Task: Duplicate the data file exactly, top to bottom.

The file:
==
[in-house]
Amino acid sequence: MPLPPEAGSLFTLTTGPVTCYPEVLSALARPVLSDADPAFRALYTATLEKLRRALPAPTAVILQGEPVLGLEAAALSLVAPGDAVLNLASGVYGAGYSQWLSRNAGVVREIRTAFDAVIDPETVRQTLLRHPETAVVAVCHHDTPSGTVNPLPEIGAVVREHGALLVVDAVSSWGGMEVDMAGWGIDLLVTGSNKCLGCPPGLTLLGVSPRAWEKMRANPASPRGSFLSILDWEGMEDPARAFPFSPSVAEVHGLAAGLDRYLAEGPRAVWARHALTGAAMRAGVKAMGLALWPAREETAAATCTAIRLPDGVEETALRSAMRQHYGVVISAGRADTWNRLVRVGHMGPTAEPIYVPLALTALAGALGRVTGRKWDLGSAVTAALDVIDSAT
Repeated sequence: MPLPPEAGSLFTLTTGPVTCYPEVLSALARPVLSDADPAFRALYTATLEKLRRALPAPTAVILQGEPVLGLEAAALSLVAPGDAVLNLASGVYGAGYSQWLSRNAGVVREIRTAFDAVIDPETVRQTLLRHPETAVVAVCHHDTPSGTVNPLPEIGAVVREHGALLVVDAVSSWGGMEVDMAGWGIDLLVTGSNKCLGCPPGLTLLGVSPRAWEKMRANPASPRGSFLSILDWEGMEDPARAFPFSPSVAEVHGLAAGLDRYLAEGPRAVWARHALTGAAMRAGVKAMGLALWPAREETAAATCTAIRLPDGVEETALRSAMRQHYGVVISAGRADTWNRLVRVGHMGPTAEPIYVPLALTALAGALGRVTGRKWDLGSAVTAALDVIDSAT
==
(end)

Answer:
[in-house]
Amino acid sequence: MPLPPEAGSLFTLTTGPVTCYPEVLSALARPVLSDADPAFRALYTATLEKLRRALPAPTAVILQGEPVLGLEAAALSLVAPGDAVLNLASGVYGAGYSQWLSRNAGVVREIRTAFDAVIDPETVRQTLLRHPETAVVAVCHHDTPSGTVNPLPEIGAVVREHGALLVVDAVSSWGGMEVDMAGWGIDLLVTGSNKCLGCPPGLTLLGVSPRAWEKMRANPASPRGSFLSILDWEGMEDPARAFPFSPSVAEVHGLAAGLDRYLAEGPRAVWARHALTGAAMRAGVKAMGLALWPAREETAAATCTAIRLPDGVEETALRSAMRQHYGVVISAGRADTWNRLVRVGHMGPTAEPIYVPLALTALAGALGRVTGRKWDLGSAVTAALDVIDSAT
Repeated sequence: MPLPPEAGSLFTLTTGPVTCYPEVLSALARPVLSDADPAFRALYTATLEKLRRALPAPTAVILQGEPVLGLEAAALSLVAPGDAVLNLASGVYGAGYSQWLSRNAGVVREIRTAFDAVIDPETVRQTLLRHPETAVVAVCHHDTPSGTVNPLPEIGAVVREHGALLVVDAVSSWGGMEVDMAGWGIDLLVTGSNKCLGCPPGLTLLGVSPRAWEKMRANPASPRGSFLSILDWEGMEDPARAFPFSPSVAEVHGLAAGLDRYLAEGPRAVWARHALTGAAMRAGVKAMGLALWPAREETAAATCTAIRLPDGVEETALRSAMRQHYGVVISAGRADTWNRLVRVGHMGPTAEPIYVPLALTALAGALGRVTGRKWDLGSAVTAALDVIDSAT